Meeting to Enhance Productivity?

By Joe Truncale
In December 13, 2013

Recently I was working with a member/client executive team on their quarterly planning update. The team expressed frustration with the overall effectiveness of their production meetings. I asked the VP of Manufacturing to rate the meetings on a scale of 1-10 with 10 being outstanding. He gave them a 3-5. So we decided to try to get them to a 7-8 rating and quickly.

We determined that the meetings themselves were not effective because the participants (and the leaders) were focused on the meeting itself, as though that was all there was to do. Not so.

Effective meetings begin with the understanding that there are three parts to any meeting; before, during, and after.

Before the meeting, it is all about preparation. The meeting leaders and the participants themselves need to understand and commit to careful and detailed preparation of an agenda along with the expectations of all the attendees. What do I need to bring, share in advance, or distribute to the other participants? What questions should I prepare to ask? What questions should I be prepared to answer? What information or help do I need from the other members that will help me with my area of responsibility?

Responsibility during the meeting might seem like a no-brainer: show up, be reasonably attentive, and answer questions when asked. But if we really want to increase the effectiveness of our meetings, we require more than that. Attendance is all about participation, which is a reflection of the preparation that went into the “before” part of the meeting.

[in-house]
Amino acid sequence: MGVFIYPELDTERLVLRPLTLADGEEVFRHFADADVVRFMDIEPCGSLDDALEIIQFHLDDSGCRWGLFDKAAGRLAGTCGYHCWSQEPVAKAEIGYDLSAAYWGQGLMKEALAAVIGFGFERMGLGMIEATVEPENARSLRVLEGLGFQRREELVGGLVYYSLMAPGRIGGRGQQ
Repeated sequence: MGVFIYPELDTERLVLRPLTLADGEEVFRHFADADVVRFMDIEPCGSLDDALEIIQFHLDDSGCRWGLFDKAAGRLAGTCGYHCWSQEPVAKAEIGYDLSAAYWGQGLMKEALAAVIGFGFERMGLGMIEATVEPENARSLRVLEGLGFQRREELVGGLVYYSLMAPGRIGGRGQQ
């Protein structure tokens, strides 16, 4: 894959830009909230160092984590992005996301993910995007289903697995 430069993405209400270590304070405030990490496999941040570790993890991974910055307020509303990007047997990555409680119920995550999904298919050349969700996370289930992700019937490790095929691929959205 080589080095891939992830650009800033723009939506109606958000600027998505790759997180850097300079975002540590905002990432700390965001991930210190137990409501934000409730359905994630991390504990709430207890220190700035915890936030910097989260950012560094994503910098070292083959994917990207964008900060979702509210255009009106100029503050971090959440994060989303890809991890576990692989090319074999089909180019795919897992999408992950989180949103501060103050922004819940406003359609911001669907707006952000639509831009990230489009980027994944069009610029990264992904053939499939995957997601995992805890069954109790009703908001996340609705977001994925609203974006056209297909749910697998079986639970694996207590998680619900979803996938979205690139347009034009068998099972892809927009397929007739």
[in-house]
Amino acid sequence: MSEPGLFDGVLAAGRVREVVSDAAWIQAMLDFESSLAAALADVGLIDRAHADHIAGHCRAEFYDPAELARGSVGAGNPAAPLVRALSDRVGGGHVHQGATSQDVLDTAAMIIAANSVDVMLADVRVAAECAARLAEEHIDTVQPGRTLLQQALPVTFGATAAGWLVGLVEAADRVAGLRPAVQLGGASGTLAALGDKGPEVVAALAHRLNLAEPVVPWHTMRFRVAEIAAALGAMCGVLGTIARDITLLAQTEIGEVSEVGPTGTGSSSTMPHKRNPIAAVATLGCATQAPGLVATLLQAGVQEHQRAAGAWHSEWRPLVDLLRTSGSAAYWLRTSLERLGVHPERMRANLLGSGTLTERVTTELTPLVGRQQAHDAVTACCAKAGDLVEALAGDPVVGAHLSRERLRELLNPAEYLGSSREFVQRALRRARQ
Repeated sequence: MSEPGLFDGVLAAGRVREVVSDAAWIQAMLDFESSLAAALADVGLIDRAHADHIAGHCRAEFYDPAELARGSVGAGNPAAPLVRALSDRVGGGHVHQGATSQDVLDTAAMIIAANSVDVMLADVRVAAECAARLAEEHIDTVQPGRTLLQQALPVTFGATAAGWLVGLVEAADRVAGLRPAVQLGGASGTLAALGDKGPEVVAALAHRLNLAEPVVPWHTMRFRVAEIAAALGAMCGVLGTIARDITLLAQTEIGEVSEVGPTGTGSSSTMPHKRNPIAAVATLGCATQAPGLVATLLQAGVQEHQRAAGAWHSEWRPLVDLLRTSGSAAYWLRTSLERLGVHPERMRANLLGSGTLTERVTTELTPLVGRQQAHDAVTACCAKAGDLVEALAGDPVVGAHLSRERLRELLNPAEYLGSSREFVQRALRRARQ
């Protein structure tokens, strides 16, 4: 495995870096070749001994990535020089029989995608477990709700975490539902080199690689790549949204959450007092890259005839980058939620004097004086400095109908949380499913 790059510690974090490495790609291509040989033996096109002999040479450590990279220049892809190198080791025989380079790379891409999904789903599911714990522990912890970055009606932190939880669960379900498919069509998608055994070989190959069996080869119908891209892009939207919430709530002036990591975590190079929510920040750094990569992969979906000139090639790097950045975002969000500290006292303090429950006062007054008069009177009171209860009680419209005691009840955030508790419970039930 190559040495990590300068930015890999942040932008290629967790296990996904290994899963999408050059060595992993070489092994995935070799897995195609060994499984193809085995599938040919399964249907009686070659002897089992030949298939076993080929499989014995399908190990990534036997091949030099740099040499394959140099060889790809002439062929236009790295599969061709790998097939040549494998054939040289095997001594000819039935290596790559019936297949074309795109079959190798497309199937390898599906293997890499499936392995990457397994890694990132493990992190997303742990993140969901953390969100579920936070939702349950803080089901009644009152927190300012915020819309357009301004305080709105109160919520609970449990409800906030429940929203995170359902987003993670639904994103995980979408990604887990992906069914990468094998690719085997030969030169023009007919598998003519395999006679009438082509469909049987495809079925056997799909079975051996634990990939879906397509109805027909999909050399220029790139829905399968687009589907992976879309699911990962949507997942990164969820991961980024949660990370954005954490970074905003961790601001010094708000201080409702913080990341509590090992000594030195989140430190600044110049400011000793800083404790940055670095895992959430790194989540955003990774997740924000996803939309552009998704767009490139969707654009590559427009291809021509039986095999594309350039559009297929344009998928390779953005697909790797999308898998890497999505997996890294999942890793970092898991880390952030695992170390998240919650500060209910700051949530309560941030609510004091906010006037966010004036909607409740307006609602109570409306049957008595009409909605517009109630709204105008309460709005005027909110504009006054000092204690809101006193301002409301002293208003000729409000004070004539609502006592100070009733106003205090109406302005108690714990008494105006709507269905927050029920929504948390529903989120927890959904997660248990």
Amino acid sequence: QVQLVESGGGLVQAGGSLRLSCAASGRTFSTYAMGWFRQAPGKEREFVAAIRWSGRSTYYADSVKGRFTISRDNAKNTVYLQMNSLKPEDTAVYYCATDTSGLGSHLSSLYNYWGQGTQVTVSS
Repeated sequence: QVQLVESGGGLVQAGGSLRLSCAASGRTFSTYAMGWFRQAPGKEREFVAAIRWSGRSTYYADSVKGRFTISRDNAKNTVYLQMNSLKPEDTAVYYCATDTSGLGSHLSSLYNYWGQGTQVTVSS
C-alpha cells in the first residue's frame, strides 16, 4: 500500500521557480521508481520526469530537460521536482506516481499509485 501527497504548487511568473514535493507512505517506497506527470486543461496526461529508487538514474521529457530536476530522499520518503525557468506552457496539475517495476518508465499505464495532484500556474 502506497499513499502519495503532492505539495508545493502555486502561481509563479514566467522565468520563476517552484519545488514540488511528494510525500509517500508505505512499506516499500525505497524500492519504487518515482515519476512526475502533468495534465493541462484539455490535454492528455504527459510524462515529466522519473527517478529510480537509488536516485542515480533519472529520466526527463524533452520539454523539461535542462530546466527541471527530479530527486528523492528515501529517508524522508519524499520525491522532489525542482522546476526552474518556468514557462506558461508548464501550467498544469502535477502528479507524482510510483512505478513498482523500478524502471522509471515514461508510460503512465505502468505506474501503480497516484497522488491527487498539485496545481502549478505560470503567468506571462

In order to participate actively, one must be fully present, which, by definition, means focused on the meeting at hand. It is ridiculous to think this can take place if meeting participants have their BlackBerrys, smart phones, or other external communication devices in front of them and active during the meeting. If the “during” part of the meeting is to be productive at all, the full focus and attention of the participants is a non-negotiable requirement.

After the meeting, performance is required. Effective meetings help us better understand what is required of us to move forward. Action items are identified and timelines established. After the meeting, it is all about performance.

Three parts to an effective meeting. Before-preparation. During-participation. After-performance.

So how effective are your meetings?

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